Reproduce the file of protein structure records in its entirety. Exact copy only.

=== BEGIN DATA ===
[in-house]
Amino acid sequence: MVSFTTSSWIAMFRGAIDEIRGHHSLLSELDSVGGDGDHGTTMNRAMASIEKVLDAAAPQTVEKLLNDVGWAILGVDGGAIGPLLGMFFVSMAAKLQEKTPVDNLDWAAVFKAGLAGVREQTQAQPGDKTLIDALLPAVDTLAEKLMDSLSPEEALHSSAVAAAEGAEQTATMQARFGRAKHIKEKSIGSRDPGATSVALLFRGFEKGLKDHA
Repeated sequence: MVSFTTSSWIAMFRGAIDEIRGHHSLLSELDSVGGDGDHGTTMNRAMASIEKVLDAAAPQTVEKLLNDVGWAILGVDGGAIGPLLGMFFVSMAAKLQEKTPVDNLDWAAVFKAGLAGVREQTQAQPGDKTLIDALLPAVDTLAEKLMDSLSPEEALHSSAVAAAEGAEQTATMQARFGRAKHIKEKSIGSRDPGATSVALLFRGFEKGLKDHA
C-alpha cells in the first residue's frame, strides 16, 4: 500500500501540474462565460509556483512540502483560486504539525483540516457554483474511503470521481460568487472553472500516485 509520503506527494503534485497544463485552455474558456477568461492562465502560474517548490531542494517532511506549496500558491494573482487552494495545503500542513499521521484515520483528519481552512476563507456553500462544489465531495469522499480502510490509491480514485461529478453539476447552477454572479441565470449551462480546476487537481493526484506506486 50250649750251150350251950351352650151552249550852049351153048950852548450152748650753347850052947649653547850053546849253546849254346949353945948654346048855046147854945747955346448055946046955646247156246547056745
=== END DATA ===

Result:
[in-house]
Amino acid sequence: MVSFTTSSWIAMFRGAIDEIRGHHSLLSELDSVGGDGDHGTTMNRAMASIEKVLDAAAPQTVEKLLNDVGWAILGVDGGAIGPLLGMFFVSMAAKLQEKTPVDNLDWAAVFKAGLAGVREQTQAQPGDKTLIDALLPAVDTLAEKLMDSLSPEEALHSSAVAAAEGAEQTATMQARFGRAKHIKEKSIGSRDPGATSVALLFRGFEKGLKDHA
Repeated sequence: MVSFTTSSWIAMFRGAIDEIRGHHSLLSELDSVGGDGDHGTTMNRAMASIEKVLDAAAPQTVEKLLNDVGWAILGVDGGAIGPLLGMFFVSMAAKLQEKTPVDNLDWAAVFKAGLAGVREQTQAQPGDKTLIDALLPAVDTLAEKLMDSLSPEEALHSSAVAAAEGAEQTATMQARFGRAKHIKEKSIGSRDPGATSVALLFRGFEKGLKDHA
C-alpha cells in the first residue's frame, strides 16, 4: 500500500501540474462565460509556483512540502483560486504539525483540516457554483474511503470521481460568487472553472500516485 509520503506527494503534485497544463485552455474558456477568461492562465502560474517548490531542494517532511506549496500558491494573482487552494495545503500542513499521521484515520483528519481552512476563507456553500462544489465531495469522499480502510490509491480514485461529478453539476447552477454572479441565470449551462480546476487537481493526484506506486 50250649750251150350251950351352650151552249550852049351153048950852548450152748650753347850052947649653547850053546849253546849254346949353945948654346048855046147854945747955346448055946046955646247156246547056745